When Teams Collide: Managing the International Team Successfully by Richard D Lewis
The clues about the subject matter are there in the title. Richard explores the role of culture in the workplace and specifically how it can influence teams and teamwork. This subject really speaks to me as I’ve been living the life of an ex-pat for the majority of the 2000s and have been working globally for most of my career. Working and living in different cultural contexts continues to be a thrill for me, but it’s also been a bit of a liability, too in as much as it’s proven to be the perfect environment for me to make some calamitous cultural howlers over the years inadvertently! Had I been able to access the contents of this book sooner, I may well have been able to avoid some of my cultural faux pas all together.
Richard shares some interesting ideas, tools, metrics and a number of well-observed case studies in this book. I’ve found myself experimenting with how I could apply the contents to the two areas that are of special personal interest to me, and these are team coaching and leadership.
Richard suggests “Managers of international teams should be key figures in the Company as a whole” and I’d agree with this. Leading teams with a membership drawn from many different cultural backgrounds isn’t for the faint of heart and requires an extra level of capability in my experience. This isn’t recognised or rewarded as much as it perhaps should be by employers. Cross cultural teams can be incredibly dynamic and high performing or alternatively, a bit of an underperforming battleground. I’ve found the book a useful trigger to help me imagine how a team coach or a skilful team leader that has team coaching capability could help cross cultural teams explore so much more of their true potential.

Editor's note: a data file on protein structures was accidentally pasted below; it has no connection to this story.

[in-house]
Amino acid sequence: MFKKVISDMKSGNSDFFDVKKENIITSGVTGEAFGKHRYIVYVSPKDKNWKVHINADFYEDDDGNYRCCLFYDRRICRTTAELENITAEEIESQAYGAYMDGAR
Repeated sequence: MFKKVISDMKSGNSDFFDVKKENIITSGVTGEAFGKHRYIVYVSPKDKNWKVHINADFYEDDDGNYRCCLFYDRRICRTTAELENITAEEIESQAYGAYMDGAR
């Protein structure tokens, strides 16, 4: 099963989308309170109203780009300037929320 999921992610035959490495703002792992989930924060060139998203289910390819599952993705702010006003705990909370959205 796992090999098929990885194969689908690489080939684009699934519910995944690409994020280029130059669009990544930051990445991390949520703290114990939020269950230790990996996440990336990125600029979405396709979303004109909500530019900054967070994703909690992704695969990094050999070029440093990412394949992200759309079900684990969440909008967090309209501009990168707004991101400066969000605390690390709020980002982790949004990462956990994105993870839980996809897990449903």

I would argue the book has acquired more relevance over the last year or so because of the seismic shifts we are seeing in the global working environment. I was only speaking to a client in Bulgaria yesterday who is highly competent, ambitious but has been unable to pursue her career ambitions as she isn’t internationally mobile. She excitedly shared her news and explained she was being actively pursued by a number of potential employers who are interested in offering her C-Suite roles that could be based in Sofia rather than in their global HQ’s. This option hasn’t always been seen as a viable one by employers in the past. So as more employers draw the conclusion that you don’t need to be HQ or office based to perform in your role, it seems to me more cross cultural teams will be created and these will need to be coached and to lead.
Richard’s ideas and recommendations might make the process of operating within or leading a cross cultural team a little easier in the future. It may also see the market for team coaches and leadership developers who understand how to help cross cultural teams operate more effectively grow too.
The Book On The Taboo Against Knowing Who You Are” by Alan Watts (1966) Why?